Wharton Business School Dropout is Building an Alternative Education Empire

Omar-Zenhom

Omar Zenhom is a Wharton Business School dropout, an educator, co-founder of Webinar Ninja, co-founder of the $100 MBA as well as the $100 MBA Podcast.

Omar and his partner Nicole, who combined have over 15 years of education experience, are revolutionizing business education. In 2014, Omar and Nicole launched Webinar Ninja in April, the $100 MBA Podcast in August to which Apple named one of ‘The Best Podcasts’ of 2014 and Fast Company named one of the ‘8 Business Podcasts that shouldn’t be missed’.

After just over a year and a half since the launch of the $100 MBA Podcast and over 550 episodes later, this daily podcast is getting approximately 50k downloads per day. So how much monthly revenue does a podcast at this level make?

According to Omar, after a bit of research, the top 1% to 1.5% podcasts out there are able to take on sponsors because of downloads.

“That’s not to say if you have a small audience you can’t get a sponsorship but in terms of actually making it a revenue stream,” Omar goes on.

Currently the $100 MBA Podcast gets sponsorship from two different ways; first is through an agent and second is through relationships Omar has created.

Per Omar, “we are cracking about $15k-$16k” in monthly sponsorship revenue.

As for Webinar Ninja, Omar said he “saw a problem that I wanted to solve and was scratching my own itch. I just didn’t like what was out there in terms of solutions for webinars and created one for myself and my audience started to ask questions like “Can I buy this?” and that is pretty much how this got started.”

Webinar Ninja is a revolutionary webinar platform with its easy to use and effective software and training resources that encourage transparent marketing with webinars.

Currently Webinar Ninja has roughly 2,500 customers from the start and of that, 1,900 are reoccurring customers. With the average monthly customer spending $115/month, Webinar Ninja is pulling in top line $200k revenue.

The trick to this, per Omar, is growing your business slowly. This allows for continuous testing while creating a stable product so “you don’t lose trust in the software.”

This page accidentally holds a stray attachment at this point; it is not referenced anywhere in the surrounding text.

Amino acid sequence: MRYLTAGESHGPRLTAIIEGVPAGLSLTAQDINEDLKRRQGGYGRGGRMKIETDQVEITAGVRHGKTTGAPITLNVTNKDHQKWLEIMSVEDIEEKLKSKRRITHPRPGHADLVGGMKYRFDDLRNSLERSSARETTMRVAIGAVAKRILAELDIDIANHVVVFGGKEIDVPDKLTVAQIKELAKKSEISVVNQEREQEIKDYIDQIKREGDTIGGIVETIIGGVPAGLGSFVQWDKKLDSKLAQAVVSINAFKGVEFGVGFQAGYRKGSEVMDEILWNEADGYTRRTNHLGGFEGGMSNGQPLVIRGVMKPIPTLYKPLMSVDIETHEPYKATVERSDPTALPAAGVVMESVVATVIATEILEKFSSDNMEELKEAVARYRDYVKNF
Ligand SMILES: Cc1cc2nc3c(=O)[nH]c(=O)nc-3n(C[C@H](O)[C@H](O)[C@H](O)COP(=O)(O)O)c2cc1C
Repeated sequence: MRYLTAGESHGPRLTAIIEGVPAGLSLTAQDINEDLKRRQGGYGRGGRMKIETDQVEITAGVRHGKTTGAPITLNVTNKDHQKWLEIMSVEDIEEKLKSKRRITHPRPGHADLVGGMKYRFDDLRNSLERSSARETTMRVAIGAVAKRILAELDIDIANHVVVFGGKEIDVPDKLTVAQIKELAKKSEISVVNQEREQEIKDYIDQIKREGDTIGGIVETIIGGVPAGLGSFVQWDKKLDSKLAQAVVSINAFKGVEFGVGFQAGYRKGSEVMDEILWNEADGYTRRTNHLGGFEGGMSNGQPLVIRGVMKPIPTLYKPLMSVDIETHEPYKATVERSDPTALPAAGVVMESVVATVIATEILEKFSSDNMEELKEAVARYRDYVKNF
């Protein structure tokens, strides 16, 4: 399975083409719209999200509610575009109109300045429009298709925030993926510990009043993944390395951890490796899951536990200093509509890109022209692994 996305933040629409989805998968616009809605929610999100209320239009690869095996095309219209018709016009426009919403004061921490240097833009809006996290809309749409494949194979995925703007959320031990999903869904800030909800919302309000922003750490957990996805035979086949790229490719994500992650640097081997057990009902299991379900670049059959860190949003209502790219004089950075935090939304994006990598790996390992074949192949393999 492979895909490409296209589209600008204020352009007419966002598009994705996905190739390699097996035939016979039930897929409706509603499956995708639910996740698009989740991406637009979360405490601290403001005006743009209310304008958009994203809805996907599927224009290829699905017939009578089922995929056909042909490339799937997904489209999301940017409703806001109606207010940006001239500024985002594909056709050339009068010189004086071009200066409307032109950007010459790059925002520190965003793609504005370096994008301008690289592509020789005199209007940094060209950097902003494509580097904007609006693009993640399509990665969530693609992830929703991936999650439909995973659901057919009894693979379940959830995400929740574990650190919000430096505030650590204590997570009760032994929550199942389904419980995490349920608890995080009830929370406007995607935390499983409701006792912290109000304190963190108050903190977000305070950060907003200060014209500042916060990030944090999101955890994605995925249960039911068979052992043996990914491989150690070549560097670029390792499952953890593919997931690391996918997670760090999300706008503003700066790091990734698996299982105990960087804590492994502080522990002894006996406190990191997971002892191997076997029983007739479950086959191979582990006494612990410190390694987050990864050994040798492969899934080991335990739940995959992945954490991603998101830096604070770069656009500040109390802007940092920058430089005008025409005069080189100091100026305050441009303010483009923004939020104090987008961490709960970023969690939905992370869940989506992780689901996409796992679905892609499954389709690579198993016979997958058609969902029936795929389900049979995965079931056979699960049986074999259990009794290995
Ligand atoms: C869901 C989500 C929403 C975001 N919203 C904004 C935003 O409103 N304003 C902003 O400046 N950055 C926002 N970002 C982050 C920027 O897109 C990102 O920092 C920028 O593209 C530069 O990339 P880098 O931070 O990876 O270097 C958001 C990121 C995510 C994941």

Omar continued, “Once you lose trust with your customer, it’s really hard to get them back.”

And with a monthly churn rate of 6.9%, his method is working.

As for acquisition costs, Omar says they spend about “$3.20 per customer.”

Doing the math, the lifetime value in terms of months with the 7% churn, the average customer stays with you for 14.3 months, which means your lifetime value (14.3 months times the average customer spend of $115), Omar is keeping his customers on average for $1,600 dollars!

“The reason why is because I have a very long term view of our business and when we do acquire them, in terms of either through a webinar or an ad, and we get them on a list. I just pump out so much value; I give them free courses, I give them free guides, I invite them to free webinars that have no pitches, nothing what so ever. And eventually they will buy at some level.” Omar explains.

“It doesn’t cost that much when you have a long term view,” says Omar.

Additional key points:

  • Webinar Ninja has 8 full-time employees and the $100 MBA has 6 full-time employees; all of which work remotely.
  • “I never expanded until I knew I was profitable.”
  • “I’m happy the way it is, I’m happy growing slow.”
  • “You don’t need funding, you don’t need to do that. You can build your own business and do it slowly. And for me that’s just how I roll. It’s not attractive to me to give up equity.”

Here are the links to get more information:

  • Nathan:

    Well, I like No. 1 better because no matter how many times I tried, my browser failed to open No. 2. You planned that did you not? Just kidding. I would have liked to have seen No. 2, just for the juxtaposition.

    Oh well. I’ll take your word for it that No. 1 was the better layout. It’s hard for me to do that since I am a designer myself — newspapers, etc. But what other choice do I have here.

    Thank you for thinking of me.

  • Nathan:

    Well, I like No. 1 better because no matter how many times I tried, my browser failed to open No. 2. You planned that did you not? Just kidding. I would have liked to have seen No. 2, just for the juxtaposition.

    Oh well. I’ll take your word for it that No. 1 was the better layout. It’s hard for me to do that since I am a designer myself — newspapers, etc. But what other choice do I have here.

    Thank you for thinking of me.

  • Number one.